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Categories: animals, Christmas, Divine Feminine, Earth-based spirituality, Feminism, Feminism and Religion, General

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13 replies

  1. Interesting post, thanks Judith Shaw. Love your artwork, with the doves sitting on top of the deer antlers, as if the antlers were tree branches. Wow. So delightful too in the photos, the girl riding the reindeer, crossing a stream, and also that tiny child resting on the tummy of a reindeer.

    Like

  2. Wonderful post! So much I didn’t know about these great animals. Thank you for all the information. I will never think of reindeer the same again.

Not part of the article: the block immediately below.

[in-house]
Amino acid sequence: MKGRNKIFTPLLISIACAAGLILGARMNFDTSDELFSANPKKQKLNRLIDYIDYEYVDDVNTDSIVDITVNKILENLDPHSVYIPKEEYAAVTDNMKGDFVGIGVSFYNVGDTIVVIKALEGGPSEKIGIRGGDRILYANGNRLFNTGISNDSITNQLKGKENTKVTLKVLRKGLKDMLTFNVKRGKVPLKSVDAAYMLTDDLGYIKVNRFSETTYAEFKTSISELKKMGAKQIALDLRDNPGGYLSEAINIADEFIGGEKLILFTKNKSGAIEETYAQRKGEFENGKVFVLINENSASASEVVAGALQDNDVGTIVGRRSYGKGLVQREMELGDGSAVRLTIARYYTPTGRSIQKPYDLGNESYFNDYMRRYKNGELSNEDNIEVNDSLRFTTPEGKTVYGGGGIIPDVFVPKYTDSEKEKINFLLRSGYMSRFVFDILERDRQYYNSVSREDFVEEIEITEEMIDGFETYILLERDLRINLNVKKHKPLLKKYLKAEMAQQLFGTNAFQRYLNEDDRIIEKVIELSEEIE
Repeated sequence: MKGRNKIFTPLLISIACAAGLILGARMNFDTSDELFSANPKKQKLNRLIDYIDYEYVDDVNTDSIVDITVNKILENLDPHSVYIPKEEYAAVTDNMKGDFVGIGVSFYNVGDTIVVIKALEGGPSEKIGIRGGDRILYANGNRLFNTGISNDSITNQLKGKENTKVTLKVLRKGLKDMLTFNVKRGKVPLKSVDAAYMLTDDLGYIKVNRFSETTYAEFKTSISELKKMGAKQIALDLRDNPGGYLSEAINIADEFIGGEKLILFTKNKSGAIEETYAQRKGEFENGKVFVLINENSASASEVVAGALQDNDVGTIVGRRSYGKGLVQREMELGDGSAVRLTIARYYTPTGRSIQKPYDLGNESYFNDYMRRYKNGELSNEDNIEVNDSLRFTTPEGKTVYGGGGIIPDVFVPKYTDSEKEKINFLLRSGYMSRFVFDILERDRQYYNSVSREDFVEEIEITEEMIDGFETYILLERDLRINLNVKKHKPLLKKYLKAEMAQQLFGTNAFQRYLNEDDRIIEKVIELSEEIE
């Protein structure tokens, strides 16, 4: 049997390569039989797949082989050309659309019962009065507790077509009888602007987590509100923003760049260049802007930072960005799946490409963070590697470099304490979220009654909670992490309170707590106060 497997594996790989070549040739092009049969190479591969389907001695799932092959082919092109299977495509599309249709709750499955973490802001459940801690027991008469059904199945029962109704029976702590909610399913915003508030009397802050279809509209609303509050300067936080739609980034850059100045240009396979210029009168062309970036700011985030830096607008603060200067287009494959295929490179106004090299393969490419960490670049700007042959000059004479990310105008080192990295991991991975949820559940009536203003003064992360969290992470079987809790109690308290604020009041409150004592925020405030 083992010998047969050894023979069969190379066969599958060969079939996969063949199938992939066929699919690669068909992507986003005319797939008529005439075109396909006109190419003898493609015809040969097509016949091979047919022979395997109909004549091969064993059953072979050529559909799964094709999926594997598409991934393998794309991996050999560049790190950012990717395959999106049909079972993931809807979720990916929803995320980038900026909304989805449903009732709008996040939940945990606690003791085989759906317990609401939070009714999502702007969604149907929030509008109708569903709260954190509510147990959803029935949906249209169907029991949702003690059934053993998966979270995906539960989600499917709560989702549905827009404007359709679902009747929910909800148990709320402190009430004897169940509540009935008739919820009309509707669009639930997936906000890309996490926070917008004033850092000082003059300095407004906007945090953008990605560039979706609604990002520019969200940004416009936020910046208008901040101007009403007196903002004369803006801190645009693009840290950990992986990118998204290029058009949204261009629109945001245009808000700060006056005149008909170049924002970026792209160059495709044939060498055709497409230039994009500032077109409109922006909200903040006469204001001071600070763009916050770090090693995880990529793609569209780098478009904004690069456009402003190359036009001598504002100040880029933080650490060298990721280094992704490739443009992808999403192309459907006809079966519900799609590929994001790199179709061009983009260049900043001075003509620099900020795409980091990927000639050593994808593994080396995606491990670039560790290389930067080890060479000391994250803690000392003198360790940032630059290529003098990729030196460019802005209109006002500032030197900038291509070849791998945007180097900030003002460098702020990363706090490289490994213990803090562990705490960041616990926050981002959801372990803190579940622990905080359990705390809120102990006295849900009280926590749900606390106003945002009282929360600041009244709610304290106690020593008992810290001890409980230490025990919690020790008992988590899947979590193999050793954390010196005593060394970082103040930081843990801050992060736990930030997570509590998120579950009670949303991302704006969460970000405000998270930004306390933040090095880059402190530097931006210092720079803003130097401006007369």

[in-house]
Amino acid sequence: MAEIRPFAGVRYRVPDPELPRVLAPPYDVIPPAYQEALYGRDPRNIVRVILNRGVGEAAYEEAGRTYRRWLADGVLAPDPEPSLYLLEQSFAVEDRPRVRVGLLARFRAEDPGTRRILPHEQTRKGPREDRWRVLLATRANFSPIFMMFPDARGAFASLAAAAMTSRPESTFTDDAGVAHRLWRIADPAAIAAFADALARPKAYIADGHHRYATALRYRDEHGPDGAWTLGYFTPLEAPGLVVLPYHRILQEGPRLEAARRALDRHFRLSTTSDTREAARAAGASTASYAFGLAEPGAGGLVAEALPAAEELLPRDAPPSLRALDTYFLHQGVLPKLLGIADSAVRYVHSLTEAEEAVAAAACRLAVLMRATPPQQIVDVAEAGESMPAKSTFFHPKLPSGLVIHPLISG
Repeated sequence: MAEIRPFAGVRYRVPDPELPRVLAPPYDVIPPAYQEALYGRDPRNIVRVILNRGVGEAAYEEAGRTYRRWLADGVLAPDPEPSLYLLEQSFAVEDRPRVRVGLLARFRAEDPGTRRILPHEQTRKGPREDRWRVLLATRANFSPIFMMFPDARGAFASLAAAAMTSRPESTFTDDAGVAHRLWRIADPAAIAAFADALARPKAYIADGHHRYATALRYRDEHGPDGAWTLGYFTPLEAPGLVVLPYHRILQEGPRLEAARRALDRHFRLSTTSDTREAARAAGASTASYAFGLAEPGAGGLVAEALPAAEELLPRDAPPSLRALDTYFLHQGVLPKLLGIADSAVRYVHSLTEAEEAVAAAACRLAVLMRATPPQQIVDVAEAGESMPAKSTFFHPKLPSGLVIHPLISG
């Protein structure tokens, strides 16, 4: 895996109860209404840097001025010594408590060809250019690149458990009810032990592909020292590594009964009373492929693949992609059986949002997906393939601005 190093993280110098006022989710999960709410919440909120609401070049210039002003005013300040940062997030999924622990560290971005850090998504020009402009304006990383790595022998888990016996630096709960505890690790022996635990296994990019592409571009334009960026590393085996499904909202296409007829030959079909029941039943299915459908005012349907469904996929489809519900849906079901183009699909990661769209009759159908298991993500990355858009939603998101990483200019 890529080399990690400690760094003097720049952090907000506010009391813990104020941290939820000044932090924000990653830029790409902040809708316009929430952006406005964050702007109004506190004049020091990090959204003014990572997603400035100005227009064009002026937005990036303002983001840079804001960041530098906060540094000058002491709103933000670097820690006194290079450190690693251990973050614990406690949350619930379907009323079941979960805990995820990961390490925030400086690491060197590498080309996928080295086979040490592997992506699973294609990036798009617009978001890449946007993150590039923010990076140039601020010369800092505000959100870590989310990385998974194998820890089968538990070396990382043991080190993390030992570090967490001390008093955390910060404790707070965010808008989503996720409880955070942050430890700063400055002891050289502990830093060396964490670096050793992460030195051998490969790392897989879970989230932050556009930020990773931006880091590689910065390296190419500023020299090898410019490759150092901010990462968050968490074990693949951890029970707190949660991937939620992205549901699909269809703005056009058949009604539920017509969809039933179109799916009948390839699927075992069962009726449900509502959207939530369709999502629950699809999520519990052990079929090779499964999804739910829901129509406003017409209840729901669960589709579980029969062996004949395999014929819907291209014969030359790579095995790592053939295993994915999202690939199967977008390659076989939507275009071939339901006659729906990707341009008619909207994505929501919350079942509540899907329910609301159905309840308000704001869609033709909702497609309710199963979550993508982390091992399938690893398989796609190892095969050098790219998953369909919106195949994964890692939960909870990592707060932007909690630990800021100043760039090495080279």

I’m sharing this on my FB page. More people should know this stuff especially about the female’s antlers. Fantastic!

    Liked by 1 person

  3. Fascinating! I wrote a bit about reindeer in one of my books, but you’ve given us twice as much as I knew, more than that. Thanks for this post. And, yes, more people should know about reindeer. Brava! And Happy Midwinter to us all.

    Liked by 1 person

  4. Beautiful post, Judith! Wishing you merriment and joy!

    Like

  5. I LOVE this. Thank you so much for your work!

    Like

  6. I love your artwork of the reindeer! In a solstice gathering on the 21st, we all pulled a card from a deck around an altar with all of our “flames.” I drew the reindeer. Your artwork speaks even more richly to the meaning. Thank you for your beautiful narrative.

    Like